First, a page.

So, what is the best way of going about doing this? Great question!!

 

1.     Pair speech homework with another activity that you never skip (i.e., brushing teeth, bedtime stories, driving to school in the morning).   From asking families that have found a way to incorporate their speech homework into their daily lives, this seems to be one of the top ways to do so.  If your child is working on articulation (how they pronounce words), have a list of words written on a post-it note on the bathroom mirror and have your child say each word after they brush their teeth (please be present for this to make sure they are actually practicing them correctly!) Want to make you child really like this activity?  If they are old enough, have them write the word with lipstick, eye liner, lip liner, etc on the mirror (buy a cheap brand at the drugstore).  I don’t know a child who doesn’t love writing on things they are not technically suppose to! It will be one big, sloppy reminder to practice! Let’s say your child is working on using correct irregular past tense verbs.  On the drive to school, have them create past tense sentences about what they saw going down the road (ex., I just sawa dog.  The man rodehis bike. She wentinto the store.)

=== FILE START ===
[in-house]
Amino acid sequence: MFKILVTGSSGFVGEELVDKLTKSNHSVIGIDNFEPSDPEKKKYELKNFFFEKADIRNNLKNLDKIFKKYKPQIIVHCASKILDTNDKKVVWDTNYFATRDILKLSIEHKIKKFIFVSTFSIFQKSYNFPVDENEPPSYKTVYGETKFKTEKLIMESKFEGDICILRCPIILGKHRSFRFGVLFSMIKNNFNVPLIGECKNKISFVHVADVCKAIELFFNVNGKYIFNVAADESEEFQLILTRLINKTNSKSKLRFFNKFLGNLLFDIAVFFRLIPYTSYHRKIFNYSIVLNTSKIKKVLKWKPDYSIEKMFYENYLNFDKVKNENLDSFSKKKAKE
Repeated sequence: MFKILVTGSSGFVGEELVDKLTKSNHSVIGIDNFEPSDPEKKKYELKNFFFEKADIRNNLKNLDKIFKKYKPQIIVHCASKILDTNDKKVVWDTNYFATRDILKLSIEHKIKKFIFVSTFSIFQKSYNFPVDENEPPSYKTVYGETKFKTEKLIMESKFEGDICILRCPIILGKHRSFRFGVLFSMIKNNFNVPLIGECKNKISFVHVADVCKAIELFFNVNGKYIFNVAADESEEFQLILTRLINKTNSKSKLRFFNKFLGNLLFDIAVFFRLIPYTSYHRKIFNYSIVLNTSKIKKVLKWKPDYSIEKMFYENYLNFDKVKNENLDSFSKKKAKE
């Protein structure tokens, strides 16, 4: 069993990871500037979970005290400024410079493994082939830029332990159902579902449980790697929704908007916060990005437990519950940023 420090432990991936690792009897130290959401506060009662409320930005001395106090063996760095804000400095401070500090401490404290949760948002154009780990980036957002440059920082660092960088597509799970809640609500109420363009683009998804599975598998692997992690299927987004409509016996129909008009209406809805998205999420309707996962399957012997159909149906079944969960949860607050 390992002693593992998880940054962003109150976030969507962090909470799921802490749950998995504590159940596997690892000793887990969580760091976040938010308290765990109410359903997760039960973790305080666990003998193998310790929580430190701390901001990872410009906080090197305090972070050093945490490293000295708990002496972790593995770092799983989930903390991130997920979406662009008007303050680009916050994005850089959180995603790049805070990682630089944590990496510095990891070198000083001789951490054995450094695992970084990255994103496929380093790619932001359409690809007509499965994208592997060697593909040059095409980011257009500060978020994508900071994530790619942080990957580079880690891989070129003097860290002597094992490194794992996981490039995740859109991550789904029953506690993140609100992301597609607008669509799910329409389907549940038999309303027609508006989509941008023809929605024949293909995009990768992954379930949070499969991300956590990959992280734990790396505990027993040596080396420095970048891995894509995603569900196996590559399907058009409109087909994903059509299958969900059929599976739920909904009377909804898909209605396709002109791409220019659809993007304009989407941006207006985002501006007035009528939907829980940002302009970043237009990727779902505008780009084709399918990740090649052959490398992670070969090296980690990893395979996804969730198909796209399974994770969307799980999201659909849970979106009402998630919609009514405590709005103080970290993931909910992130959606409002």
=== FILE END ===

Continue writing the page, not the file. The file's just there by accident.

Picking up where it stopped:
2.    Make it fun! You have probably noticed by now that your child typically will play a game during their speech session.  While speech pathologists love a good game, for us, games are used as a reinforcement tool.  Research suggests that for generalization of articulation skills to form, 150 correct trials need to be produced in a 30-minute window.  And as you can probably guess, just saying words over and over and over, gets pretty old, pretty fast to little bodies.  Thus, games and other activities.  Practicing at home can be the same way!  Choose a game that you can play with your child. Games where you each take a turn and can stop between turns work best.  Have your child say their word, make a sentence, whatever you are targeting in speech before they take their turn of the game.  When the game is over, speech practice is over.  There are many children’s games that take about 15 minutes to complete.